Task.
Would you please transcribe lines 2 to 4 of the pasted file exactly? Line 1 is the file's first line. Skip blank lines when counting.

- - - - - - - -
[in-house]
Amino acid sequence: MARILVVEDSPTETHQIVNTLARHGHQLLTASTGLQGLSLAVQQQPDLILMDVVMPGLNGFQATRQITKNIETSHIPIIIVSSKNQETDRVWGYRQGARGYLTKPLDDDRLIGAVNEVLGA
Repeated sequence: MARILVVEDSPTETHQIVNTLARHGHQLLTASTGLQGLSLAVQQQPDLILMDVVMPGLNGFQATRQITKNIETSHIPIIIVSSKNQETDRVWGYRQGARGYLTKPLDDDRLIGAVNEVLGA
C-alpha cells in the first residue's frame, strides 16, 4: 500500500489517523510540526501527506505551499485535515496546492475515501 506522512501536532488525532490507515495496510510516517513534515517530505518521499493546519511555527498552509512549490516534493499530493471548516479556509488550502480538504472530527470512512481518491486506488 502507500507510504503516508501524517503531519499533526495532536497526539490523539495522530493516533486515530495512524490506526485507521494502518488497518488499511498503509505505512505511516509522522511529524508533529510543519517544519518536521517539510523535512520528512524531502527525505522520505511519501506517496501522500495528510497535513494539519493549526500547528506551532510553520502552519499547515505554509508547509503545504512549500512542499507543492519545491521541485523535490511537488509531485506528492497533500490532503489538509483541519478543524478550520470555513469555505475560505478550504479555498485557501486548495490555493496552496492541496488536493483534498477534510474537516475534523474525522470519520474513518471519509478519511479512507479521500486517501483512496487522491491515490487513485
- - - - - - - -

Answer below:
Amino acid sequence: MARILVVEDSPTETHQIVNTLARHGHQLLTASTGLQGLSLAVQQQPDLILMDVVMPGLNGFQATRQITKNIETSHIPIIIVSSKNQETDRVWGYRQGARGYLTKPLDDDRLIGAVNEVLGA
Repeated sequence: MARILVVEDSPTETHQIVNTLARHGHQLLTASTGLQGLSLAVQQQPDLILMDVVMPGLNGFQATRQITKNIETSHIPIIIVSSKNQETDRVWGYRQGARGYLTKPLDDDRLIGAVNEVLGA
C-alpha cells in the first residue's frame, strides 16, 4: 500500500489517523510540526501527506505551499485535515496546492475515501 506522512501536532488525532490507515495496510510516517513534515517530505518521499493546519511555527498552509512549490516534493499530493471548516479556509488550502480538504472530527470512512481518491486506488 502507500507510504503516508501524517503531519499533526495532536497526539490523539495522530493516533486515530495512524490506526485507521494502518488497518488499511498503509505505512505511516509522522511529524508533529510543519517544519518536521517539510523535512520528512524531502527525505522520505511519501506517496501522500495528510497535513494539519493549526500547528506551532510553520502552519499547515505554509508547509503545504512549500512542499507543492519545491521541485523535490511537488509531485506528492497533500490532503489538509483541519478543524478550520470555513469555505475560505478550504479555498485557501486548495490555493496552496492541496488536493483534498477534510474537516475534523474525522470519520474513518471519509478519511479512507479521500486517501483512496487522491491515490487513485